The quest for larger qubit counts in near-term quantum computers has sparked a need for innovative engineering solutions. Traditional parametric amplifiers have been the go-to devices for measuring qubits, amplifying weak signals for readout. However, the noise generated by this amplification process can lead to decoherence and hinder accurate measurements, particularly as qubit counts increase. This is where the Aalto University research group Quantum Computing and Devices (QCD) steps in with a groundbreaking alternative.

In a recent publication in Nature Electronics, the QCD research group unveiled the potential of using thermal bolometers as ultra-sensitive detectors for single-shot qubit readout. Unlike parametric amplifiers, bolometers measure power or photon number, bypassing the limitations imposed by the Heisenberg uncertainty principle. By subtly sensing microwave photons emitted from the qubit, bolometers provide accurate measurements without introducing quantum noise. In addition, the compact size of bolometers makes them a highly appealing choice for qubit readout, being approximately 100 times smaller than traditional amplifiers.

Professor Mikko Mӧttӧnen, head of the QCD research group, emphasizes the importance of component footprint evaluation for future quantum computing scalability. The nanobolometers developed by the group offer significant advantages over conventional amplifiers. These bolometers are not only accurate for single-shot readout but also consume 10,000 times less power, making them a sustainable and efficient choice for quantum measurements. Furthermore, their compact size allows for integration within extremely small devices, with the temperature-sensitive part fitting inside a single bacterium.

The QCD group’s experiments demonstrate impressive single-shot fidelity results, with a measured accuracy of 61.8% and the potential for further improvement. By optimizing the bolometer material, such as switching from metal to graphene with lower heat capacity, faster energy detection can be achieved. This, combined with the removal of unnecessary components in the measurement setup, can lead to significantly higher fidelity rates, approaching the desired 99.9% in a fraction of the time.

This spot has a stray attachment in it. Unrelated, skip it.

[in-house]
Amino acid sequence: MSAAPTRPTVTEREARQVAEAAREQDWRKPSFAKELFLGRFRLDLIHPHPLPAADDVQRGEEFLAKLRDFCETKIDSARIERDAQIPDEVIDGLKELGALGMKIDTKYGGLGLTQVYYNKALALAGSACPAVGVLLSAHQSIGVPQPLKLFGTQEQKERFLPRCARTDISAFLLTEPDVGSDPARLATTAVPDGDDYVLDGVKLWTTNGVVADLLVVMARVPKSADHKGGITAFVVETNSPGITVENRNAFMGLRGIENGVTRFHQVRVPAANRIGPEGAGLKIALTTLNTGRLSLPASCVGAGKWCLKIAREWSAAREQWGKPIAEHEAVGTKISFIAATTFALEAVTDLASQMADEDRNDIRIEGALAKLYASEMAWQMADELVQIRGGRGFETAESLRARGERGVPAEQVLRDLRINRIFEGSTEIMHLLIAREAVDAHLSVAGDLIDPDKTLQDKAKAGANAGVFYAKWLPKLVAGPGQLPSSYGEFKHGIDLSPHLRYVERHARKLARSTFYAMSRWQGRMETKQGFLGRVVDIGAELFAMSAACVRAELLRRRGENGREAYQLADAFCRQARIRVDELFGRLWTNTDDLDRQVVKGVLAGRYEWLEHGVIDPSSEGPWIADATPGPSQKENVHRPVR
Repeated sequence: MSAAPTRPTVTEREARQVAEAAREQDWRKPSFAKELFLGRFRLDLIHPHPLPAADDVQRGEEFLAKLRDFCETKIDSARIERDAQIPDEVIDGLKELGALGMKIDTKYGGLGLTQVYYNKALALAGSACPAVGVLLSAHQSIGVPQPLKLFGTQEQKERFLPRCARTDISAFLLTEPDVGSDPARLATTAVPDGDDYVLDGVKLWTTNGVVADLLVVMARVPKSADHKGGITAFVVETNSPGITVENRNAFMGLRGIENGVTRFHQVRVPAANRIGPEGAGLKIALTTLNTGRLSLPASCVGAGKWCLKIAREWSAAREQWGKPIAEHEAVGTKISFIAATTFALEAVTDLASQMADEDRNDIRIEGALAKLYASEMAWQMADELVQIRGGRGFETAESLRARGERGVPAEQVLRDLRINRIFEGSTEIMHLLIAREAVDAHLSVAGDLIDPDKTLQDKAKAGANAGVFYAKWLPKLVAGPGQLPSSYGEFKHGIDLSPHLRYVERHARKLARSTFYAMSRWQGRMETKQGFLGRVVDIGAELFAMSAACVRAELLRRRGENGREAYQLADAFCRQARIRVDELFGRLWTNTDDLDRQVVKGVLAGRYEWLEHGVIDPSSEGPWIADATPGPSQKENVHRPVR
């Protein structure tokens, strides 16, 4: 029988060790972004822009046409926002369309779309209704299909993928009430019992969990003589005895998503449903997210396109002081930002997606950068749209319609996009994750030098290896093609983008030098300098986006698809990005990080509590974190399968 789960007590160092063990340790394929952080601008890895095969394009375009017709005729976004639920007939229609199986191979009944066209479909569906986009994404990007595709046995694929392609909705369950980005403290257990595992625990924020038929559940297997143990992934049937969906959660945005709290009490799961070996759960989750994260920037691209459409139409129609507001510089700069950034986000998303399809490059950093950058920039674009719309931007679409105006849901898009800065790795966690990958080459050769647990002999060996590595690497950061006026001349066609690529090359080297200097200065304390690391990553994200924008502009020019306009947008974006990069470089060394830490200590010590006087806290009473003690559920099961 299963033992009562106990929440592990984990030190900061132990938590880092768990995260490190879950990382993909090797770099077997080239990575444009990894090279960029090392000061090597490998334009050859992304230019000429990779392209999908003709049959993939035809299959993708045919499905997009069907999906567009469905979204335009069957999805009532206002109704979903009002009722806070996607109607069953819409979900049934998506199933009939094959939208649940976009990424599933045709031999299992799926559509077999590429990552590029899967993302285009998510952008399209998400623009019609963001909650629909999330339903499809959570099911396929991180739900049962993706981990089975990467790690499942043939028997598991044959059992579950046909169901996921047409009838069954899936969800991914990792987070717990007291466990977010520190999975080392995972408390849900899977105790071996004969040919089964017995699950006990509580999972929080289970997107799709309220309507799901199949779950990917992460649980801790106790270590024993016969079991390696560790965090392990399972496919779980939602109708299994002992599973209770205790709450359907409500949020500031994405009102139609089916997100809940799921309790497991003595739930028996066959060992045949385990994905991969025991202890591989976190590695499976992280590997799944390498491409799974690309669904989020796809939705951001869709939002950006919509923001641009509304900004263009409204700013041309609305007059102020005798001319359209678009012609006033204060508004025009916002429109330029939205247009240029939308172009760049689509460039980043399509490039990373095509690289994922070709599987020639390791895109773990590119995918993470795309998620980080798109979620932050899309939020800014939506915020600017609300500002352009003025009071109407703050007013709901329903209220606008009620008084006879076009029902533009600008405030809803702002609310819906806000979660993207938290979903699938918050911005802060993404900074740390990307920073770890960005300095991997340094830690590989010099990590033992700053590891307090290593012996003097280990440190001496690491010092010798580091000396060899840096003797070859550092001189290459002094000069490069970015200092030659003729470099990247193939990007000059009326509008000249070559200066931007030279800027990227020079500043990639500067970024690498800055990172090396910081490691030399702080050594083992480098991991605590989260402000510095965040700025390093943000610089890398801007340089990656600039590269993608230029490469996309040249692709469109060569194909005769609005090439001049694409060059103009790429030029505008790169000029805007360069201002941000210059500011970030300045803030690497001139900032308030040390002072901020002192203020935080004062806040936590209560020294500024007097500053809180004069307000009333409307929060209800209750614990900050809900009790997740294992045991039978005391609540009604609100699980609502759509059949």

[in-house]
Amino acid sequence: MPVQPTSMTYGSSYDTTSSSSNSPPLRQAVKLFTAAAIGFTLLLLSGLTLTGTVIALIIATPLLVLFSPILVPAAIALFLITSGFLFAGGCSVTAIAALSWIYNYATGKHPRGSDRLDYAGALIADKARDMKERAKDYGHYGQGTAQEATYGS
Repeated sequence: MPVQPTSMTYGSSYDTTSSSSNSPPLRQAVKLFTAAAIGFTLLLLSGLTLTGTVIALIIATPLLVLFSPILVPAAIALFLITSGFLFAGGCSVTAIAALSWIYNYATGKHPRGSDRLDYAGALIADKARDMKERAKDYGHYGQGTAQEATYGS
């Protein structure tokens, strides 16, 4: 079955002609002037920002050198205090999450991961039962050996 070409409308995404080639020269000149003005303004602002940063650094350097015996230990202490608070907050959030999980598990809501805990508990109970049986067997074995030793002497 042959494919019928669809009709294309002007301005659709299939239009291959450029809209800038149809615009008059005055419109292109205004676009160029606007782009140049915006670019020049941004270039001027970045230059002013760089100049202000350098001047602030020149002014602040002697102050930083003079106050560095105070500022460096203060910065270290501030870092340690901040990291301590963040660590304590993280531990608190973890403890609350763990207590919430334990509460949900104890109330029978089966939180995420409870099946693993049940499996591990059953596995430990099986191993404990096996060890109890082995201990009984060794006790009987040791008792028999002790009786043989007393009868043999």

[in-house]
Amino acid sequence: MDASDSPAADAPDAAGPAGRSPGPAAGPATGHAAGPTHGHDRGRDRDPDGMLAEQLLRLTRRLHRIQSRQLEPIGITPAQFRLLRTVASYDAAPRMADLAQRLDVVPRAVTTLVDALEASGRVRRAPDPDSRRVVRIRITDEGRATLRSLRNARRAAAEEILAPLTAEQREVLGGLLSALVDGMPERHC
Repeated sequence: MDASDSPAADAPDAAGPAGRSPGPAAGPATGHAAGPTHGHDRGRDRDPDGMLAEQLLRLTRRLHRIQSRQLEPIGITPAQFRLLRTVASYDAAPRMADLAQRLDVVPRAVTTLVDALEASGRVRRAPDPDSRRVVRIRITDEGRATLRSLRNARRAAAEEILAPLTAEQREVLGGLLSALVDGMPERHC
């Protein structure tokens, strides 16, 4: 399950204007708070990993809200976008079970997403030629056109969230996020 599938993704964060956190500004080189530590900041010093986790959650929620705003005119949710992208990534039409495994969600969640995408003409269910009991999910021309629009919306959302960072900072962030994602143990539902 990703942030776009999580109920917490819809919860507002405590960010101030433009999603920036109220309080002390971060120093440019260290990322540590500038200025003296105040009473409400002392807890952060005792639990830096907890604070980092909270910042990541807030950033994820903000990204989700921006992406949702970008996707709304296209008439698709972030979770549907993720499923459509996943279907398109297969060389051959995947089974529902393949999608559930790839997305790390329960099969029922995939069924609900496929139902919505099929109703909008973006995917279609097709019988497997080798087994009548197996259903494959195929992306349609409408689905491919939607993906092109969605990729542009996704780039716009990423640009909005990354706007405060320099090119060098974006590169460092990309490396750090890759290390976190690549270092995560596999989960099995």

Before showcasing the high single-shot readout fidelity of bolometers, the QCD group had already proven their worth in ultrasensitive microwave measurements. These groundbreaking advancements were made possible through collaboration with various research institutions and quantum technology centers, highlighting the interdisciplinary nature of quantum computing research. By leveraging the unique capabilities of bolometers, the QCD group aims to pave the way for more efficient and accurate qubit measurements, enabling the scalability of quantum systems to unprecedented levels.

The utilization of bolometers for qubit readout represents a paradigm shift in quantum computing. With their ability to overcome the limitations of traditional amplifiers and deliver superior measurement accuracy, bolometers hold immense potential for shaping the future of quantum technology. As researchers continue to explore novel applications and optimizations, the era of quantum supremacy may be closer than we think, thanks to the revolutionary advancements in qubit measurement techniques.

Physics

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